Superintendent Godfrey:
I love the message from your mom about expectations, that she expected you to be working hard and to achieve. And she would accept nothing less and expectations make a big difference, right?

Thurl:
That's what was implanted early. And that's really a good point you're making because if it's implanted early on, the parents are reinforcing that, right? The kids have a certain expectation. It's not just about their achievement. They want to do it for other people. They want to show their parents that they're working very hard, but until that's consistently planted in you in the beginning, a lot of kids don't have that for one reason or another. Maybe some of the reasons aren't their fault, but that's when you have other people like these educators and the administrators that come into their lives and tell them, I see that potential in you. I know you can do it. And I'm here with you. If you want to commit.

Superintendent Godfrey:
You know, it's really hard to hold the microphone up that high. It kind of wears on my arm a little bit. Any last words of encouragement for our students that, you know, times are tough. There's a lot of anxiety out there. Kids are working hard. Social, emotional wellness is something we really focus on. Any words of encouragement for kids out there that may be struggling or questioning their own worth.

Thurls:
Yeah. I say, you've got so much potential. One of the things that I try to encourage kids to do is to find what they're passionate about. Find something that they're passionate about and don't ever, ever think that they can't achieve it or should go through it alone. There are people that care, there are people that want to help and their development and in their success. I know you don't know anyone who's ever been successful on their own. And so they have all the tools and the help that they need, but sometimes it takes a little courage, right? To take that step and say, listen, I need help. This is what I want. I'm passionate about it. Can you help me get to the next level? Or can you help me find someone who can help me with this? And I think that's one of the things that a lot of technology has taken out of a kid's somewhat, is the ability to communicate and do that without having to be through a phone.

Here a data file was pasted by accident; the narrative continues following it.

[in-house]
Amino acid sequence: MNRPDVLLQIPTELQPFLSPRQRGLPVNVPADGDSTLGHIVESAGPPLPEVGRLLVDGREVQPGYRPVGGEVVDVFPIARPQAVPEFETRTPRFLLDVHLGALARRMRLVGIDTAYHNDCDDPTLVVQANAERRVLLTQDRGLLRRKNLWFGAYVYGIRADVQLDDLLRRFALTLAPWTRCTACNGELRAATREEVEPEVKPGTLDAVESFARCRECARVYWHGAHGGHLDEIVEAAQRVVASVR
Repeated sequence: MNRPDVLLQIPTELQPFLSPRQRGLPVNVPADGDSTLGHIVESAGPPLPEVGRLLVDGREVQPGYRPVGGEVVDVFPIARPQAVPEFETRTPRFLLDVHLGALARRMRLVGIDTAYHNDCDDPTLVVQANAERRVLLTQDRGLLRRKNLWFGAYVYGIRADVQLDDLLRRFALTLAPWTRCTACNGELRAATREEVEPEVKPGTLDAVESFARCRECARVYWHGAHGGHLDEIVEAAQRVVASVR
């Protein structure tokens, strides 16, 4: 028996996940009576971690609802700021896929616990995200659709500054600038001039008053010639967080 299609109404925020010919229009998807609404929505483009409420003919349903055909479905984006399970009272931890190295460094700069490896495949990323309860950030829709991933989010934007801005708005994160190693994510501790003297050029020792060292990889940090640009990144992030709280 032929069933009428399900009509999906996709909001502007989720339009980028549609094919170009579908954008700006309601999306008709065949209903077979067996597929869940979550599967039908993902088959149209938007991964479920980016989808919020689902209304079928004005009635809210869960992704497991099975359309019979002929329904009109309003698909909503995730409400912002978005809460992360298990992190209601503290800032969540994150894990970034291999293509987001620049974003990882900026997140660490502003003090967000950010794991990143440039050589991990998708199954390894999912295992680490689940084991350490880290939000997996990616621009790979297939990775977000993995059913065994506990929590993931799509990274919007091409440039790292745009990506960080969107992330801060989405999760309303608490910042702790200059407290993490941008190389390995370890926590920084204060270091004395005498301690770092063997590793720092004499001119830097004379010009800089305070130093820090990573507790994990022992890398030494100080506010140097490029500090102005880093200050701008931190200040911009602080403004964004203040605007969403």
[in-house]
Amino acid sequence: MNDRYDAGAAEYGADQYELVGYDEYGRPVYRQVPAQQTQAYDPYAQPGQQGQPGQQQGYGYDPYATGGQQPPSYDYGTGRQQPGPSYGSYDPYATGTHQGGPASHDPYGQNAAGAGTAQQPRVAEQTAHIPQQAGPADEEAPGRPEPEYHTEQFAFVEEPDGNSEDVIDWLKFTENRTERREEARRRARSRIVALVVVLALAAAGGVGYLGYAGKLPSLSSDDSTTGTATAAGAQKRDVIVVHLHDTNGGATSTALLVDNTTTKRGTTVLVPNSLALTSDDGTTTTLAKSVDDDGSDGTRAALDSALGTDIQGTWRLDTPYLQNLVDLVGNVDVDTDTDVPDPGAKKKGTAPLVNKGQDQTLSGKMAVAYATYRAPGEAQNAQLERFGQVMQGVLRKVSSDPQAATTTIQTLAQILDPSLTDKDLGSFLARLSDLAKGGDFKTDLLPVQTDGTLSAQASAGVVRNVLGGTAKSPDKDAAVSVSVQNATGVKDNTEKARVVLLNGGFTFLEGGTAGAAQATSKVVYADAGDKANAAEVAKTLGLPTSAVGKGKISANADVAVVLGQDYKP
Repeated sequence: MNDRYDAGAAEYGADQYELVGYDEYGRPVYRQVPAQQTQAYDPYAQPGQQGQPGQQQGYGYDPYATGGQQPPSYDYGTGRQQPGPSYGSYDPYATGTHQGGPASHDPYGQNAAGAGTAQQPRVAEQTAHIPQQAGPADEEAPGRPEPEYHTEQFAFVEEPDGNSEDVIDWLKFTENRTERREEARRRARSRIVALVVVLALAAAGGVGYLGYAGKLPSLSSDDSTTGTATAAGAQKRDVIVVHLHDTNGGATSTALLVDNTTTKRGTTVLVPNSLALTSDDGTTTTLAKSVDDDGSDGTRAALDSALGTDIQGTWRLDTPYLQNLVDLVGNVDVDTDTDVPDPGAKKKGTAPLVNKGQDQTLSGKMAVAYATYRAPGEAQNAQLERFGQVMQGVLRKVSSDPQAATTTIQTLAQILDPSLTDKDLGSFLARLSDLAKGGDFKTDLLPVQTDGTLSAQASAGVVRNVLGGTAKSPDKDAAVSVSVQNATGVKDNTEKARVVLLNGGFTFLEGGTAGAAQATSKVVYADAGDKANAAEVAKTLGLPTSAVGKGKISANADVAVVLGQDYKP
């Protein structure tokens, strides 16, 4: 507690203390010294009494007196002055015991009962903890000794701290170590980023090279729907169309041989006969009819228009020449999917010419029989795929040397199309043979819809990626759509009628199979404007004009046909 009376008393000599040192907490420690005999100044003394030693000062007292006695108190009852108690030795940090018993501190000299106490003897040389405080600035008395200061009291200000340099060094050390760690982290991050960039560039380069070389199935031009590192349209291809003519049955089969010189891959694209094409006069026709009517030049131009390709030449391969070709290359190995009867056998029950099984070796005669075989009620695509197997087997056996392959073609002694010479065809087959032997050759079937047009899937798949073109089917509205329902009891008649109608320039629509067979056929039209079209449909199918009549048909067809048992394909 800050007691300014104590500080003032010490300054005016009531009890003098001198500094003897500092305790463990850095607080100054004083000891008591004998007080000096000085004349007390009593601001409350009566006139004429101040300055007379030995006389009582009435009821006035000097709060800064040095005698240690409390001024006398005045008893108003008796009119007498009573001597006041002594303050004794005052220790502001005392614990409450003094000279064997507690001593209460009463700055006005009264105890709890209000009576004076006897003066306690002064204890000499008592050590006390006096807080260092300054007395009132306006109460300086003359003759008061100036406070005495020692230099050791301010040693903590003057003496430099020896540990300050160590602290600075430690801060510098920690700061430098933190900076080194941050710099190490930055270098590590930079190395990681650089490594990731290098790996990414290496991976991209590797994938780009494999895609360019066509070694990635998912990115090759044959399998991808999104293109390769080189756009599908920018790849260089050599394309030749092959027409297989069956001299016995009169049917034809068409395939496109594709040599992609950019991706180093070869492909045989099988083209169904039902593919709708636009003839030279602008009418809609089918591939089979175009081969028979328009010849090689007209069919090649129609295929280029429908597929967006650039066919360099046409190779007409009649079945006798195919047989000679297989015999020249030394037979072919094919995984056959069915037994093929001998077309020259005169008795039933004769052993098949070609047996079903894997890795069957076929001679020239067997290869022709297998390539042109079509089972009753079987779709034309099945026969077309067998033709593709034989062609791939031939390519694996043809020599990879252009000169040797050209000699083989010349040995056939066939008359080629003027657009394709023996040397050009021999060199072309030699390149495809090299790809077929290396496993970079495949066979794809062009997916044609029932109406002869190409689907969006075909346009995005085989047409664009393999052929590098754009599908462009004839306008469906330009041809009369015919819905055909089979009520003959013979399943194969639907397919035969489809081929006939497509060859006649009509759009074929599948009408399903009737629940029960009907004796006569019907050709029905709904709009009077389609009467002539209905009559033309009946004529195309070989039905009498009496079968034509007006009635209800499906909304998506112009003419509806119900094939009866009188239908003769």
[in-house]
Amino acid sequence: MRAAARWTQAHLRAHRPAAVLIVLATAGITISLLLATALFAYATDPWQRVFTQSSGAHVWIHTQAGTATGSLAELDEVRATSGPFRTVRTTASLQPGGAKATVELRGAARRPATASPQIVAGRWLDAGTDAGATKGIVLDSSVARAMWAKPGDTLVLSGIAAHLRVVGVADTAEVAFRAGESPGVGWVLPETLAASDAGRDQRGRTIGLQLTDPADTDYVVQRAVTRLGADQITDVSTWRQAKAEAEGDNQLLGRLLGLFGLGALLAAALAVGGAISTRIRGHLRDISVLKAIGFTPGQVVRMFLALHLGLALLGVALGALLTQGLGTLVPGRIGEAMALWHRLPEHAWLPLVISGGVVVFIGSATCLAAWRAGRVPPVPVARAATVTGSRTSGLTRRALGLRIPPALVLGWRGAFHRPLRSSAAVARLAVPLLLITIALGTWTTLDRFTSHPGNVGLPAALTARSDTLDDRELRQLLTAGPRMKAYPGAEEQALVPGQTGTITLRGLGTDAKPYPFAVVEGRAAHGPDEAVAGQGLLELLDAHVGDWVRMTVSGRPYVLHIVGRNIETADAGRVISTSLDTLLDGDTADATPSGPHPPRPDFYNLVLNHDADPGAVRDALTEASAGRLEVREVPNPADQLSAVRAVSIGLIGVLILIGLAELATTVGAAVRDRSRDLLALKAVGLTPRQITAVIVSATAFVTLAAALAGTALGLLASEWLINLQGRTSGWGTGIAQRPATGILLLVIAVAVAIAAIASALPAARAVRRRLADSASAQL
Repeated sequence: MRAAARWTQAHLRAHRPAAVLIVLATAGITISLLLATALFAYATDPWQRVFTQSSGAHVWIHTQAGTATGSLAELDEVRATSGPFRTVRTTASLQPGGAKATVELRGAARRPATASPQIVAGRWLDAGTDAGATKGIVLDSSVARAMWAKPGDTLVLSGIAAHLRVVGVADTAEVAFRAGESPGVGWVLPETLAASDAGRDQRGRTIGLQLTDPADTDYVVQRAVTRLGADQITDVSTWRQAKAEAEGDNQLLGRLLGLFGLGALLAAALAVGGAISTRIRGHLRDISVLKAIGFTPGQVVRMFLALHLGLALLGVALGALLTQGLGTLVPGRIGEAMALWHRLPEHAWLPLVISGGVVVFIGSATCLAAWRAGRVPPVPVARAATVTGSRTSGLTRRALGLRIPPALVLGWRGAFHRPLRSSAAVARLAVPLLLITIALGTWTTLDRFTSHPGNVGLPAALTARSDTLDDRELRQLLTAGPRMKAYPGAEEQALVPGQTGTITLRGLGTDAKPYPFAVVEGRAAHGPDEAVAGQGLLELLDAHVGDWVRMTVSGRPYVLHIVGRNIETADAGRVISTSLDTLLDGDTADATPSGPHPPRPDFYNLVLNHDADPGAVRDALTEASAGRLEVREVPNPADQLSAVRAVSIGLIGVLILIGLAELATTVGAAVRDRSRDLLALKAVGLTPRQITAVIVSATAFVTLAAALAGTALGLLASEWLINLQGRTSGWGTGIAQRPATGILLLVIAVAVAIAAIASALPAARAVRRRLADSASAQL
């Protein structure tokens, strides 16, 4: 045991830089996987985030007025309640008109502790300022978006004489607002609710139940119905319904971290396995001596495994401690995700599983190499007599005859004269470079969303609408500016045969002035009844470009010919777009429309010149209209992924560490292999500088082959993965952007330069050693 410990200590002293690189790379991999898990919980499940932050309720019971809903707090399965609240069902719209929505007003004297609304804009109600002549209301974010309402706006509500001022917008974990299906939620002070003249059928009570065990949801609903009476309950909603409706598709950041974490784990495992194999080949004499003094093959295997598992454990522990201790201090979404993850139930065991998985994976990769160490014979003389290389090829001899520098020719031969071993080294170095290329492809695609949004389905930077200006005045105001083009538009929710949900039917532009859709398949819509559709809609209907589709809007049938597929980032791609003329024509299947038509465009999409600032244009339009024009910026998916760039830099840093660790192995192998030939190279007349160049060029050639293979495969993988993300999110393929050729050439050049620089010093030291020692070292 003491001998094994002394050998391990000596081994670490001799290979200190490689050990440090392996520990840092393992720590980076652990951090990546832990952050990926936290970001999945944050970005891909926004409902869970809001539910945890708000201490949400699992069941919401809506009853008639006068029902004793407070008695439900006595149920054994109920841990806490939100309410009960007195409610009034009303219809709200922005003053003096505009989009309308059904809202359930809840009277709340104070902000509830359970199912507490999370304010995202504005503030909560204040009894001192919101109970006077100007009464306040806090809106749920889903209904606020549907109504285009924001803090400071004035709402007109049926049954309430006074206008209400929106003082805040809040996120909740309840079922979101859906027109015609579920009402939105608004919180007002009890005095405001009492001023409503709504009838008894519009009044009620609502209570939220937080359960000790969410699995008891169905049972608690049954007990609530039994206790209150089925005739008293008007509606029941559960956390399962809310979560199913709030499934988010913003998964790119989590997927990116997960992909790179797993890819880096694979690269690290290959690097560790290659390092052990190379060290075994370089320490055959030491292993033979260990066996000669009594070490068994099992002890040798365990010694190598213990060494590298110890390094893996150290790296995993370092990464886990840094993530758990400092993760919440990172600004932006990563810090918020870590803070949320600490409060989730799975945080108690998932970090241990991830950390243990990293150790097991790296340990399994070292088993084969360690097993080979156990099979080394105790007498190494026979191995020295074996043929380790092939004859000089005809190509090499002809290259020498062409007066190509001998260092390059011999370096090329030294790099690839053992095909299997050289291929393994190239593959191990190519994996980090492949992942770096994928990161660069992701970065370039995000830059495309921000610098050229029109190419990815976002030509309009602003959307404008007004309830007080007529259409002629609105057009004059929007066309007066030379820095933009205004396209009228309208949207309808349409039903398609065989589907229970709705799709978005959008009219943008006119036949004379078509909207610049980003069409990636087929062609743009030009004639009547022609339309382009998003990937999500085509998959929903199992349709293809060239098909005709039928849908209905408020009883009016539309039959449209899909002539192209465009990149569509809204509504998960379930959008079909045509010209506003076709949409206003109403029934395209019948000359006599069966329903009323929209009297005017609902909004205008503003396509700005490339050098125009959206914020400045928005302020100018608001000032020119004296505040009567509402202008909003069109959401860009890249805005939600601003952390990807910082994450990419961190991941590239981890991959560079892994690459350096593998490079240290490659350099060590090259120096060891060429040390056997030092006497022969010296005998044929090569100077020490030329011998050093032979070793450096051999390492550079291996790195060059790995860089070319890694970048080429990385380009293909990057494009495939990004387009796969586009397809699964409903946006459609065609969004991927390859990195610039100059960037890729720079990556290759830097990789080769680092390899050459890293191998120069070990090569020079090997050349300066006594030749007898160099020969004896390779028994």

Superintendent Godfrey:
Thank you so much great messages. And I've watched you for a long time as a player and a commentator. And I can't tell you what a thrill, it's been very inspiring day to spend time with you.

Thurl:
Thank you very much. Take care of the best you.

Superintendent Godfrey:
We're back in studio. Thanks again to Thurl Bailey for sharing his thoughts on education. Now, we have superstars of our own who've been kind enough to join us.